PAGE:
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An Official Publication of the Indian Association of Oral and Maxillofacial Pathologists

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Year : 2019  |  Volume : 23  |  Issue : 3  |  Page : 429-431

Intraoral salivary duct cyst: Report of rare entity

1 Department of Oral Pathology and Microbiology, Government Dental College and Hospital, Mumbai, Maharashtra, India
2 Private Practitioner, Thane, Maharashtra, India
3 Department of Oral Pathology and Microbiology, Nair Hospital Dental College, Mumbai, Maharashtra, India

Date of Submission16-Jun-2019
Date of Acceptance05-Aug-2019
Date of Web Publication19-Dec-2019

Correspondence Address:
Saurabh R Nagar
Assistant Professor, Department of Oral Pathology and Microbiology, Government Dental College and Hospital, St. George Hospital Campus, Near Chhatrapati Shivaji Terminus Area, Mumbai - 400 001, Maharashtra
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Source of Support: None, Conflict of Interest: None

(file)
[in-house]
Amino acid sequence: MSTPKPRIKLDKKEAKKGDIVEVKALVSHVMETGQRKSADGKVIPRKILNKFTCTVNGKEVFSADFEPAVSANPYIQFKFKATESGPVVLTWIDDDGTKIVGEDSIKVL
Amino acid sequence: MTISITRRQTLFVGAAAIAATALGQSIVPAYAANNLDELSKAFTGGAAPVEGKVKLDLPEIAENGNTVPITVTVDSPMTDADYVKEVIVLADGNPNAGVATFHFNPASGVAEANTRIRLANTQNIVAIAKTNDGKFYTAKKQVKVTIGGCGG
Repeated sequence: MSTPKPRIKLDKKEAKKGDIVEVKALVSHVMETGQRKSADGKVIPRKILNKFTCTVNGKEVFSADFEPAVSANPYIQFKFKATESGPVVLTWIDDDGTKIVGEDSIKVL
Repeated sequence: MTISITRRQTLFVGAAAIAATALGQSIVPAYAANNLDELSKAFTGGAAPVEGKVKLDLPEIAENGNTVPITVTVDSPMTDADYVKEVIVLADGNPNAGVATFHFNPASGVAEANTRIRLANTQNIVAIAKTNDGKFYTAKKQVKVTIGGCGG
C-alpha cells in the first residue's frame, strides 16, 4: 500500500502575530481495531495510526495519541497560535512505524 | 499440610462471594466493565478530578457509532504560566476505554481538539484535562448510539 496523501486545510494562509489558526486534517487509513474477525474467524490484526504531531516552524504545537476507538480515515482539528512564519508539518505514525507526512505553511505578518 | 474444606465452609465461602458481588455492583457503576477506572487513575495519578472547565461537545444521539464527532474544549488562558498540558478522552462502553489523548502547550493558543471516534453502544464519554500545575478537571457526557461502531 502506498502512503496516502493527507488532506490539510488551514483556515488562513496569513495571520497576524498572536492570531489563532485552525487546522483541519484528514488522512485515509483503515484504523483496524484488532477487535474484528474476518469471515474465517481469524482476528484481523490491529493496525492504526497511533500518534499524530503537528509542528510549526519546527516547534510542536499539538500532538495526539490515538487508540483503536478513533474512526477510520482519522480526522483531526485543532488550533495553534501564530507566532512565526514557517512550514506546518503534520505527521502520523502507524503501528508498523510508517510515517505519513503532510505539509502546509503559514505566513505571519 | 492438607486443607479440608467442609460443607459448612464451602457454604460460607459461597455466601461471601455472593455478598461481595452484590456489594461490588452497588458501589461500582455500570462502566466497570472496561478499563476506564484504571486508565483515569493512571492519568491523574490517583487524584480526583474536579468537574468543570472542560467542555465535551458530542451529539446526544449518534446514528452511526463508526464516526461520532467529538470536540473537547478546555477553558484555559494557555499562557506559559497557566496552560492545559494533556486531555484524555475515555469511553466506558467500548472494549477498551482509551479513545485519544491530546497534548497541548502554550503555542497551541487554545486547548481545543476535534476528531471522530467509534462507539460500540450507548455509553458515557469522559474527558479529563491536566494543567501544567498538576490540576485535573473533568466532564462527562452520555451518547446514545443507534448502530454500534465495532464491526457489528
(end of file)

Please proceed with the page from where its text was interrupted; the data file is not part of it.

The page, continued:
DOI: 10.4103/jomfp.JOMFP_191_19

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Salivary duct cysts (SDCs) are true cysts caused by obstruction of the salivary ducts and are rare in minor salivary glands. A 62-year-old male reported with a painless swelling in the left buccal mucosa for 2 years. Excision of the entire lesion was performed under local anesthesia following which histopathological examination was performed. Microscopically, a dilated salivary gland duct composed of 1–2 layers of cuboidal cells with intraluminal mucous plug was observed. Cystic lumen lined by mucous cells, squamous cells and ciliated cells was seen. Oncocytic metaplasia was also present at various places. Histopathologically, it was consistent with the diagnosis of SDC. Intraoral SDCs and mucoceles clinicopathologically mimic salivary gland neoplasms, making diagnosis difficult and subject to errors in treatment. It is important for oral and maxillofacial surgeons to include SDC in the differential diagnosis of swelling affecting buccal mucosa.

Keywords: Buccal mucosa, metaplasia, salivary duct cyst

How to cite this article:
Nagar SR, Pandey NL, Bansal S, Desai RS. Intraoral salivary duct cyst: Report of rare entity. J Oral Maxillofac Pathol 2019;23:429-31

How to cite this URL:
Nagar SR, Pandey NL, Bansal S, Desai RS. Intraoral salivary duct cyst: Report of rare entity. J Oral Maxillofac Pathol [serial online] 2019 [cited 2020 Jul 15];23:429-31. Available from: http://www.jomfp.in/text.asp?2019/23/3/429/273487